It took a long time for the results from Lake County, Indiana, to be filed on Tuesday night. Was it long enough for the conventional wisdom to be cemented?
As the hours passed into the night yesterday, Hillary Clinton's chances dimmed. By mid-evening, she had lost North Carolina by 14 points and was clinging to a diminishing lead in Indiana. By 10 pm, the political world was all staring at the same situation: Clinton, up on Obama by an unexpectedly low 30,000-40,000 votes in Indiana, endangered by the still-absent results from the northwestern county known as Lake County, home of Gary and just outside of Chicago.
As the pundit class waited for Lake County to tabulate, Clinton's precarious position became the only topic of conversation. On MSNBC, Tim Russert declared the race over, saying that Clinton had no realistic path to the nomination after the events of the day. Chuck Todd, normally beholden to the numbers and unaccustomed to bold proclamations, conceded that Russert may have been correct. On CNN, David Gergen said that Clinton's ability, seen repeatedly in the campaign, to respond with a victory when her campaign was on the precipice had finally failed her. Democratic superdelegate and CNN contributor Donna Brazile stated that it was in the best interests of the Democratic Party to unify around one candidate. In fact, the entire broadcasting team at CNN, seemingly over a dozen people, was so dismissive of the New York Senator's chances that Clinton surrogate Lanny Davis complained about the coverage on air.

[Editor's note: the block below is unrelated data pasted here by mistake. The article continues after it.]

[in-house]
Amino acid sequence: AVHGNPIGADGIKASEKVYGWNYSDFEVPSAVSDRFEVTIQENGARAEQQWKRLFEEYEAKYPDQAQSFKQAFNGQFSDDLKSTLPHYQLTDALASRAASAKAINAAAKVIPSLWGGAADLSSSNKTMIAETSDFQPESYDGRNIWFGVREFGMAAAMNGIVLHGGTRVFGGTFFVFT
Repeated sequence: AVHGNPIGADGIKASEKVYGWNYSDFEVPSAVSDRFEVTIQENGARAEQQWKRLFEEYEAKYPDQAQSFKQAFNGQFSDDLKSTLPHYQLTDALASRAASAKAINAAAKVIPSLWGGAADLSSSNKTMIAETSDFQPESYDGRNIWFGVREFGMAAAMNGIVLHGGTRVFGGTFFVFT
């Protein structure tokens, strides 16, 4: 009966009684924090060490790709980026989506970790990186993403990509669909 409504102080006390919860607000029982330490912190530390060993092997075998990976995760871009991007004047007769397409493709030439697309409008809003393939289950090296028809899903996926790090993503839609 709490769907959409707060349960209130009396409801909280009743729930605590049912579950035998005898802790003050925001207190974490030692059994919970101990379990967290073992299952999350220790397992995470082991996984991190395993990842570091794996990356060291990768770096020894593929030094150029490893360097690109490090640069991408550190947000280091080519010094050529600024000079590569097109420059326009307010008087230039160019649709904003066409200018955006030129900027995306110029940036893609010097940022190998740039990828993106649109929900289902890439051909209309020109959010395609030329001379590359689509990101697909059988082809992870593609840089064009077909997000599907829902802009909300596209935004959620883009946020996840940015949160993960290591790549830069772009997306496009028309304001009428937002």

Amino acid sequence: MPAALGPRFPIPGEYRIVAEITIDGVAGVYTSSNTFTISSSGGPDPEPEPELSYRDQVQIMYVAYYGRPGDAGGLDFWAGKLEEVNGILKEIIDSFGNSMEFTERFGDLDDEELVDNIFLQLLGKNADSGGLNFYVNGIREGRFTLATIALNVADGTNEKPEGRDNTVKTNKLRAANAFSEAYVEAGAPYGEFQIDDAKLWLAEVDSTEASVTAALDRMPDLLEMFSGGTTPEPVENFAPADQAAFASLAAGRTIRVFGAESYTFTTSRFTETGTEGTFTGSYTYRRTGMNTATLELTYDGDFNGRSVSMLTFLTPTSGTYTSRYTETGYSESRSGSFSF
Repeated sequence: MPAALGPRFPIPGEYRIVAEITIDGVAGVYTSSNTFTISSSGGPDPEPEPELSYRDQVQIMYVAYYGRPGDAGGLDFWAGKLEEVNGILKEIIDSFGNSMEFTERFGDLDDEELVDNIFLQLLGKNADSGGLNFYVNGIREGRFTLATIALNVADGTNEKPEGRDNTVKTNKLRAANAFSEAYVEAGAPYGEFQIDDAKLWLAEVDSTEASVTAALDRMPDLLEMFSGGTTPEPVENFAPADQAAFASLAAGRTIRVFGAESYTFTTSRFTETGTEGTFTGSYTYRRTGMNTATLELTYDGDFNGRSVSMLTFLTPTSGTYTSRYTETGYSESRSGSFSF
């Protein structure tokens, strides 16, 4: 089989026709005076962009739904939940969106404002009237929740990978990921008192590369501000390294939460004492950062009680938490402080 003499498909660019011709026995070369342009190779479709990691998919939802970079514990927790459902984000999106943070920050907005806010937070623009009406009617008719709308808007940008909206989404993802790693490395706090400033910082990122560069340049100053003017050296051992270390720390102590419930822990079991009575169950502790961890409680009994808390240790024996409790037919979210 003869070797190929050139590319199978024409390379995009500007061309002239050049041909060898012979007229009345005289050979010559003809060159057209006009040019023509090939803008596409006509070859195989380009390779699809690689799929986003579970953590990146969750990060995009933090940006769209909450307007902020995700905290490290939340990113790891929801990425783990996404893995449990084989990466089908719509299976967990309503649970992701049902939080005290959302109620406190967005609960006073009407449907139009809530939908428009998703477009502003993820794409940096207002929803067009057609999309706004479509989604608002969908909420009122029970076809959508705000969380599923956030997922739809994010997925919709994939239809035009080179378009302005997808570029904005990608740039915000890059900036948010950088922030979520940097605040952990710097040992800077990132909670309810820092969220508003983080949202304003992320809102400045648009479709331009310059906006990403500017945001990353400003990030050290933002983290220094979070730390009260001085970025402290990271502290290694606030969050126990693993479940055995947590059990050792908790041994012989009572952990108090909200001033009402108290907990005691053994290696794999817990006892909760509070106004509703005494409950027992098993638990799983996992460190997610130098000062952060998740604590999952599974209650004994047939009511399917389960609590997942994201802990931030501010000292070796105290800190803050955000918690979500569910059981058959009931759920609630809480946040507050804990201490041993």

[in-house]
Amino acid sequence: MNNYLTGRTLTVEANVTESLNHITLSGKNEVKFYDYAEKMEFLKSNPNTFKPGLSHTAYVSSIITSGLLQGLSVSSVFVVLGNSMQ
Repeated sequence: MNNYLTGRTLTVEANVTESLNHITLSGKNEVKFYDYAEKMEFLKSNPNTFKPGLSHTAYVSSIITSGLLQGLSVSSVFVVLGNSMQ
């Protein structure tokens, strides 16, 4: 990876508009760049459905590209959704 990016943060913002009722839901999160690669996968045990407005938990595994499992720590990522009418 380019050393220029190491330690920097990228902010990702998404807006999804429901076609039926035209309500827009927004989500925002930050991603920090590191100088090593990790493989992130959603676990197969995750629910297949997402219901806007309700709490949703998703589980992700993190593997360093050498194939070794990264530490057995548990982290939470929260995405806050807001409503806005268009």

But then, after midnight, Lake County finally submitted its result and Clinton won Indiana by two points, momentarily jeopardizing the media narrative already in the making. But it appeared that Obama's miserable two weeks leading up to election day Tuesday set the bar for him so low that his 14-point victory in North Carolina and his two-point loss in Indiana were effectively a victory in the media's eye, which, jaundiced by the expectations game, doesn't see a win as a win and a loss as a loss. Adam Nagourney, the New York Times's lead political reporter, published a news analysis Wednesday morning that began, "In this case, a split was not a draw." The Drudge Report ran a simple headline under a picture of Obama: "The Nominee."
And maybe rightfully so. Clinton won Indiana by 23,000 votes. That means if 12,000 late-deciding Indianans had woken up on the other side of the bed, or seen one fewer Clinton ad, or had one more conversation with their Obama-loving granddaughter, the election would be, for all practical purposes, completely over. And besides, Obama's lead in the delegate count grew because of a split decision in Indiana and a significant delegate pickup in North Carolina. Moreover, Clinton now has fewer pledged delegates with which to close the gap. She must now win a staggering percentage of the superdelegates to overturn Obama's lead in the pledged delegate count.
That that leaves her with three options.